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Some Proofs of the Cauchy-Schwarz Inequality

Over the past 4-5 months whenever there is some time to spare, I have been working through The Cauchy-Schwarz Master Class by J. Michael Steele. And, although I am still left with the last two chapters, I have been reflecting on the material already covered in order to get a better perspective on what I have been slowly learning over the months. This blog post is a small exercise in this direction.

Ofcourse, there is nothing mysterious about proving the Cauchy-Schwarz inequality; it is fairly obvious and basic. But I thought it still might be instructive (mostly to myself) to reproduce some proofs that I know out of memory (following a maxim of my supervisor on a white/blackboard blogpost). Although, why Cauchy-Schwarz keeps appearing all the time and what makes it so useful and fundamental is indeed quite interesting and non-obvious. And like Gil Kalai notes, it is also unclear why is it that it is Cauchy-Schwarz which is mainly useful. I feel that Steele’s book has made me appreciate this importance somewhat more (compared to 4-5 months ago) by drawing to many concepts that link back to Cauchy-Schwarz.

Before getting to the post, a word on the book: This book is perhaps amongst the best mathematics book that I have seen in many years. True to its name, it is indeed a Master Class and also truly addictive. I could not put aside the book completely once I had picked it up and eventually decided to go all the way. Like most great books, the way it is organized makes it “very natural” to rediscover many susbtantial results (some of them named) appearing much later by yourself, provided you happen to just ask the right questions. The emphasis on problem solving makes sure you make very good friends with some of the most interesting inequalities. The number of inequalities featured is also extensive. It starts off with the inequalities dealing with “natural” notions such as monotonicity and positivity and later moves onto somewhat less natural notions such as convexity. I can’t recommend this book enough!

Now getting to the proofs: Some of these proofs appear in Steele’s book, mostly as either challenge problems or as exercises. All of them were solvable after some hints.

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Proof 1: A Self-Generalizing proof

This proof is essentially due to Titu Andreescu and Bogdan Enescu and has now grown to be my favourite Cauchy-Schwarz proof.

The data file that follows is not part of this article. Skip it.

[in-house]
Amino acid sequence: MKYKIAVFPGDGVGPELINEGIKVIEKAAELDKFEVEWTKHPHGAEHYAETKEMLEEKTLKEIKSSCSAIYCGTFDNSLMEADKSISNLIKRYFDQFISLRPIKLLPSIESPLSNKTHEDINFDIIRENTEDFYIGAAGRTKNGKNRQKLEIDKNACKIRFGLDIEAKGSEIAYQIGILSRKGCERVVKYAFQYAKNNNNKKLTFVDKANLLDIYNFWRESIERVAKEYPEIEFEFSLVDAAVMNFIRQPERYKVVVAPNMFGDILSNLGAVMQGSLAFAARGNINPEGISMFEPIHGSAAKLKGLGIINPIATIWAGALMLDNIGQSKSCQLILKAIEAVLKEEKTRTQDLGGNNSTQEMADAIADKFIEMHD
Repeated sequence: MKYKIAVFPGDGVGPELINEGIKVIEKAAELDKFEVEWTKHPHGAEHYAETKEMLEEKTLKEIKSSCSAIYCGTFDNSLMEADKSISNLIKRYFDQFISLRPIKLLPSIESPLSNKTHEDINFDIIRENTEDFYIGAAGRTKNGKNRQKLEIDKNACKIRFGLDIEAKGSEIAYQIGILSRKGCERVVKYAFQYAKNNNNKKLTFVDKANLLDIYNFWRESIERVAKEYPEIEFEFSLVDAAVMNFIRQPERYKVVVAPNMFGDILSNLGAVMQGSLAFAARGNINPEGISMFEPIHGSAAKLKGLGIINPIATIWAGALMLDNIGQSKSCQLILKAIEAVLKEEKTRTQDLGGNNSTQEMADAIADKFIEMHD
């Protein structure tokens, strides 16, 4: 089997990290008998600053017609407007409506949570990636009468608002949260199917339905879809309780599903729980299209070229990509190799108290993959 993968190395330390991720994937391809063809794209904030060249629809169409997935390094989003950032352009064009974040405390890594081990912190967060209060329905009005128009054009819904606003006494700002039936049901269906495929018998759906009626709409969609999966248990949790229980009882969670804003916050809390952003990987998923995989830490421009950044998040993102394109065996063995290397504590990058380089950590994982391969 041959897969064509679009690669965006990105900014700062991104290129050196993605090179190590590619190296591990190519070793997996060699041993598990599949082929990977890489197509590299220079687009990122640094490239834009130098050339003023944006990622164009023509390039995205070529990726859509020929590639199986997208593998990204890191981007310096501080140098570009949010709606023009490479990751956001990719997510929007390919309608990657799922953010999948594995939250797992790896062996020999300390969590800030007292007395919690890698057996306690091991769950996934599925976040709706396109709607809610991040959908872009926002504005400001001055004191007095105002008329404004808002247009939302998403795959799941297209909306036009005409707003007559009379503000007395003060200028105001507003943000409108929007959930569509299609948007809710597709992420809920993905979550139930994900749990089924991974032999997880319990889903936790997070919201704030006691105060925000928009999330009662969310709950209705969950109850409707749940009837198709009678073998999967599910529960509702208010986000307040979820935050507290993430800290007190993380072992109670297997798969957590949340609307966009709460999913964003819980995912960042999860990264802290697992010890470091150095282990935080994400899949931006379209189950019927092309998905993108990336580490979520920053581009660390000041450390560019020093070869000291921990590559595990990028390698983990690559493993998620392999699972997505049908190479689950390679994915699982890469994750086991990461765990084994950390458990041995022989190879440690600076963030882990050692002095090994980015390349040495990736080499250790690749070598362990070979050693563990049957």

We start with the trivial identity (for $a, b \in \mathbb{R}, x >0, y>0$):

Identity 1: $(ay - bx)^2 \geq 0$

Expanding we have

$a^2y^2 + b^2x^2 - 2abxy \geq 0$

Rearranging this we get:

$\displaystyle \frac{a^2y}{x} + \frac{b^2x}{y} \geq 2ab$

Further: $\displaystyle a^2 + b^2 + \frac{a^2y}{x} + \frac{b^2x}{y} \geq (a+b)^2$;

Rearranging this we get the following trivial Lemma:

Lemma 1: $\displaystyle \frac{(a+b)^2}{(x+y)} \leq \frac{a^2}{x} + \frac{b^2}{y}$

Notice that this Lemma is self generalizing in the following sense. Suppose we replace $b$ with $b + c$ and $y$ with $y + z$, then we have:

$\displaystyle \frac{(a+b+c)^2}{(x+y+z)} \leq \frac{a^2}{x} + \frac{(b+c)^2}{y+z}$

But we can apply Lemma 1 to the second term of the right hand side one more time. So we would get the following inequality:

$\displaystyle \frac{(a+b+c)^2}{(x+y+z)} \leq \frac{a^2}{x} + \frac{b^2}{y} + \frac{c^2}{z}$

Using the same principle $n$ times we get the following:

$\displaystyle \frac{(a_1+a_2+ \dots a_n)^2}{(x_1+x_2+ \dots + x_n)} \leq \frac{a_1^2}{x_1} + \frac{a_2^2}{x_2} + \dots + \frac{a_n^2}{x_n}$

Now substitute $a_i = \alpha_i \beta_i$ and $x_i = \beta_i^2$ to get:

$\displaystyle ( \sum_{i=1}^n \alpha_i \beta_i )^2 \leq \sum_{i=1}^n ( \alpha_i )^2 \sum_{i=1}^n ( \beta_i )^2$

This is just the Cauchy-Schwarz Inequality, thus completing the proof.

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Proof 2: By Induction

Again, the Cauchy-Schwarz Inequality is the following: for $a, b \in \mathbb{R}$

$\displaystyle ( \sum_{i=1}^n a_i b_i )^2 \leq \sum_{i=1}^n ( a_i )^2 \sum_{i=1}^n ( b_i )^2$

For proof of the inequality by induction, the most important thing is starting with the right base case. Clearly $n = 1$ is trivially true, suggesting that it is perhaps not of much import. So we consider the case for $n = 2$. Which is:

$\displaystyle ( a_1 b_1 + a_2 b_2 )^2 \leq ( a_1^2 + a_2^2 ) (b_1^2 + b_2^2)$

To prove the base case, we simply expand the expressions. To get:

$\displaystyle a_1^2 b_1^2 + a_2^2 b_2^2 + 2 a_1 b_1 a_2 b_2 \leq a_1^2 b_1^2 + a_1^2 b_2^2 + a_2^2 b_1^2 + a_2^2 b_2^2$

Which is just:

$\displaystyle a_1^2 b_2^2 + a_2^2 b_1^2 - 2 a_1 b_1 a_2 b_2 \geq 0$

Or:

$\displaystyle (a_1 b_2 - a_2 b_1 )^2 \geq 0$

Which proves the base case.

Moving ahead, we assume the following inequality to be true:

$\displaystyle ( \sum_{i=1}^k a_i b_i )^2 \leq \sum_{i=1}^k ( a_i )^2 \sum_{i=1}^k ( b_i )^2$

To establish Cauchy-Schwarz, we have to demonstrate, assuming the above, that

$\displaystyle ( \sum_{i=1}^{k+1} a_i b_i )^2 \leq \sum_{i=1}^{k+1} ( a_i )^2 \sum_{i=1}^{k+1} ( b_i )^2$

So, we start from $H(k)$:

$\displaystyle ( \sum_{i=1}^k a_i b_i )^2 \leq \sum_{i=1}^k ( a_i )^2 \sum_{i=1}^k ( b_i )^2$

we further have,

$\displaystyle \Big(\sum_{i=1}^k a_i b_i\Big) + a_{k+1}b_{k+1} \leq \Big(\sum_{i=1}^k ( a_i )^2\Big)^{1/2} \Big(\sum_{i=1}^k ( b_i )^2\Big)^{1/2} + a_{k+1}b_{k+1} \ \ \ \ (1)$

Now, we can apply the case for $n = 2$. Recall that: $\displaystyle a_1 b_1 + a_2 b_2 \leq (a_1^2 + a_2^2)^{1/2} (b_1^2 + b_2^2)^{1/2}$

Thus, using this in the R. H. S of $(1)$, we would now have:

$\displaystyle \Big(\sum_{i=1}^{k+1} a_i b_i\Big) \leq \Big(\sum_{i=1}^k ( a_i )^2 + a_{k+1}^2\Big)^{1/2} \Big(\sum_{i=1}^k ( b_i )^2 + b_{k+1}^2\Big)^{1/2}$

Or,

$\displaystyle \Big(\sum_{i=1}^{k+1} a_i b_i\Big) \leq \Big(\sum_{i=1}^{k+1} ( a_i )^2 \Big)^{1/2} \Big(\sum_{i=1}^{k+1} ( b_i )^2 \Big)^{1/2}$

This proves the case $H(k+1)$ on assuming $H(k)$. Thus also proving the Cauchy-Schwarz inequality by the principle of mathematical induction.

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Proof 3: For Infinite Sequences using the Normalization Trick:

Problem: For $a, b \in \mathbb{R}$ If $\displaystyle \Big(\sum_{i=1}^{\infty} a_i^2 \Big) < \infty$ and $\displaystyle \Big(\sum_{i=1}^{\infty} b_i^2 \Big) < \infty$ then is $\displaystyle \Big(\sum_{i=1}^{\infty} |a_i||b_i|\Big) < \infty$ ?

Note that this is easy to establish. We simply start with the trivial identity $(x-y)^2 \geq 0$ which in turn gives us $\displaystyle xy \leq \frac{x^2}{2} + \frac{y^2}{2}$

Next, take $x = |a_i|$ and $y = |b_i|$ on summing up to infinity on both sides, we get the following: